As a veteran of emergency rooms (for yes, necessary care), I certainly wish more people would use this information from an emergency room doctor:
There are an immense number of things people don't understand about the work I and my team do, but if I had to pick one that causes the most problems, it's the belief, fed and nurtured by medical television, that minor symptoms can exploded into a life-threatening disease process at any moment.
In reality, people who are critically ill almost always look critically ill. It's not subtle. If you are in a lot of pain, or vomiting uncontrollably, or suddenly unable to move half of your body - by all means, come in. We don't expect or want people to diagnose themselves or their families. If it feels like an emergency, let us take a look at you.
But if your sick child is feeling well enough to grab every toy in the toy bin and hurl it across the room, the chance they have anything that won't wait until their PCP can see them on Monday is between small and nonexistent. And if your symptoms would have led your mother to send you to bed and made you soup when you were six, it's probably safe to send yourself to bed when you're forty. And if you show up at the ED instead, I'm not going to run a battery of tests to figure out why you have a sore throat and a fever. I'm going to send you out on your mother's plan, the only difference being the terrifying bill that will follow after.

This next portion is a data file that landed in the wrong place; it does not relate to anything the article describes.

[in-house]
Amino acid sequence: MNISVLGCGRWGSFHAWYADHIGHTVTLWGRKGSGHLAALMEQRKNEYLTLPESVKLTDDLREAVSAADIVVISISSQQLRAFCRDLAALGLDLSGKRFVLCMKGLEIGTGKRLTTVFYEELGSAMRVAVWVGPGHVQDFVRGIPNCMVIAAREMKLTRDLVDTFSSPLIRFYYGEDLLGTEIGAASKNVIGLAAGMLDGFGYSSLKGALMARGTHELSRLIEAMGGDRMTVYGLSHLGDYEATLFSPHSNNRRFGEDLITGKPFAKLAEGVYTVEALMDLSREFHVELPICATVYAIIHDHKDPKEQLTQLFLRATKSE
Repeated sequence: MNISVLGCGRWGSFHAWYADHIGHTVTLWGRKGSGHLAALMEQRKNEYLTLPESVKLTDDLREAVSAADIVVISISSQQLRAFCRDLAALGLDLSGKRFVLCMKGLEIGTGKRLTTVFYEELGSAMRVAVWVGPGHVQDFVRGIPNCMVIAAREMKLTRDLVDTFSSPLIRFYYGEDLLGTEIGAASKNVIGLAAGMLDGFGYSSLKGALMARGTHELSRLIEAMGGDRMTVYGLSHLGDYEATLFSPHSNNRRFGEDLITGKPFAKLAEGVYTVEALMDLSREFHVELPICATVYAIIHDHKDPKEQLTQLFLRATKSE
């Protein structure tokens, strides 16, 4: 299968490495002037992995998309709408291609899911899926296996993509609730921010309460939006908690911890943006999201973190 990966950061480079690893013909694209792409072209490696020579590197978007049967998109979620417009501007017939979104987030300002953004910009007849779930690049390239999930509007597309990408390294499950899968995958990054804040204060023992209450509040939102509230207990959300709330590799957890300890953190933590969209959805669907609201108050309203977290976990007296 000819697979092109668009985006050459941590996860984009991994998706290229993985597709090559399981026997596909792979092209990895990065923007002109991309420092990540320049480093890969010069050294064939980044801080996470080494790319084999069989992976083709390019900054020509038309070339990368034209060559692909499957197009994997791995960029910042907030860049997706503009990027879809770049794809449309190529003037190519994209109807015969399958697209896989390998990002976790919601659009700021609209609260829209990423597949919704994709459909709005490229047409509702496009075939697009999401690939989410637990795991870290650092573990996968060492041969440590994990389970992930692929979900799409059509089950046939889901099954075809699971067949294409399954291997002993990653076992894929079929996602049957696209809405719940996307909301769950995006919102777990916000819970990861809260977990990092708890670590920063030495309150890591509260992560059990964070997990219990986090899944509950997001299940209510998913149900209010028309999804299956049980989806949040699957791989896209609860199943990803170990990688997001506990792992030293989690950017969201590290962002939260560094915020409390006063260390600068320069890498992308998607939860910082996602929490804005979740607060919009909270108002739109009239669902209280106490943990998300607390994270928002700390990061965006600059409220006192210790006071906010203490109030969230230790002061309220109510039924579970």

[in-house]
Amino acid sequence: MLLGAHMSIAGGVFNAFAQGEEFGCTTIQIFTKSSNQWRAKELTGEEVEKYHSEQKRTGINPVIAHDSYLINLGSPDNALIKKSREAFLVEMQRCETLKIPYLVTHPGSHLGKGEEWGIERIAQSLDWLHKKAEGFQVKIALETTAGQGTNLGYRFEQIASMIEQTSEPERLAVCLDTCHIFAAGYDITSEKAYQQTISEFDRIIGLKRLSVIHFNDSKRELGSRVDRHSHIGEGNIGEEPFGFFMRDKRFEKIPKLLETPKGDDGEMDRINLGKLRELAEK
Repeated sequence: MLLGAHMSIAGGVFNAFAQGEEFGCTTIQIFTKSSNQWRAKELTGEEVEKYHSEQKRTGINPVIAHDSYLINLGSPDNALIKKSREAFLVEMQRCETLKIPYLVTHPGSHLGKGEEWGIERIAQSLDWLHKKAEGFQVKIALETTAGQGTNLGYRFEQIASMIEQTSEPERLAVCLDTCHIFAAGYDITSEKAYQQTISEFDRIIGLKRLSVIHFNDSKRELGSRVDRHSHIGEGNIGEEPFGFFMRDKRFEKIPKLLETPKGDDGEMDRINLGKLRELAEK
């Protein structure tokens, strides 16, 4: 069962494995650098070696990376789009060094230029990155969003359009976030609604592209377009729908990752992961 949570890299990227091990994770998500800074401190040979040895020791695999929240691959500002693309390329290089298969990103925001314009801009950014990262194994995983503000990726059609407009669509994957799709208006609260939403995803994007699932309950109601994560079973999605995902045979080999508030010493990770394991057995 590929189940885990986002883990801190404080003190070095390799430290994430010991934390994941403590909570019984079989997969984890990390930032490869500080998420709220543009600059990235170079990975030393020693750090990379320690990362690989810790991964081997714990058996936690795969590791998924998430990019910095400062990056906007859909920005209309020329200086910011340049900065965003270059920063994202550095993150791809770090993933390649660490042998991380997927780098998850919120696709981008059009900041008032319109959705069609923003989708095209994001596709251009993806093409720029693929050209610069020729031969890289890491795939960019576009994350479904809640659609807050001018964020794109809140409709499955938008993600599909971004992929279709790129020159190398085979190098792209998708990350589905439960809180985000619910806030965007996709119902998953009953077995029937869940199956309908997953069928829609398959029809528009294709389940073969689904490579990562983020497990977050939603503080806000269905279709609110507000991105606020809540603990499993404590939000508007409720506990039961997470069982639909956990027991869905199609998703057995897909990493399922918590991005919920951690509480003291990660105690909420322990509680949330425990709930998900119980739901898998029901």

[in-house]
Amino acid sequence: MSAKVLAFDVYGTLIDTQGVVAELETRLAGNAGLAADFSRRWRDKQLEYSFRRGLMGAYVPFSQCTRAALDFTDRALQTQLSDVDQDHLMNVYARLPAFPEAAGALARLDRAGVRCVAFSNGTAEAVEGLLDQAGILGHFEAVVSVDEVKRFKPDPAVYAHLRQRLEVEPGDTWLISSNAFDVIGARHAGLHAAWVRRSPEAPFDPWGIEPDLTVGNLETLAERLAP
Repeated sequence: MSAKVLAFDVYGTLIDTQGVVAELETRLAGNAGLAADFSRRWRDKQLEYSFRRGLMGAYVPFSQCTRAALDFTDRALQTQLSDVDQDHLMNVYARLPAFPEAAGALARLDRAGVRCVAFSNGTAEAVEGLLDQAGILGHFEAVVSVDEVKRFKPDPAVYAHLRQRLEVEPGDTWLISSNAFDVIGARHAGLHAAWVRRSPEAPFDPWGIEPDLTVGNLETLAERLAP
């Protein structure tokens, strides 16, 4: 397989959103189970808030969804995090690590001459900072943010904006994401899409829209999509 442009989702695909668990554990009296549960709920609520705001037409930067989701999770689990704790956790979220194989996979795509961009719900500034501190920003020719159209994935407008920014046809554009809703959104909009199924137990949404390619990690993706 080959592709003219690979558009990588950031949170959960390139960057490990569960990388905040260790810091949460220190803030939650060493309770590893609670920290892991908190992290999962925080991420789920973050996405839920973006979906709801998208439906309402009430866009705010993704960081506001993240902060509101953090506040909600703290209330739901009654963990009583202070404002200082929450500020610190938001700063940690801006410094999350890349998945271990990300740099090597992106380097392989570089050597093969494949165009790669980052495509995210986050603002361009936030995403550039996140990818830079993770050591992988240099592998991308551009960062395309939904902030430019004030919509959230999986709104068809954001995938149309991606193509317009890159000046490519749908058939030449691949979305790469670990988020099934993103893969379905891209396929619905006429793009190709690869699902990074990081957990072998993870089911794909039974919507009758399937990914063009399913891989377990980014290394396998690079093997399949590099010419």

People who thought that we could end unnecessary ER visits by expanding access to primary care underestimated the vast reserves of American health paranoia.
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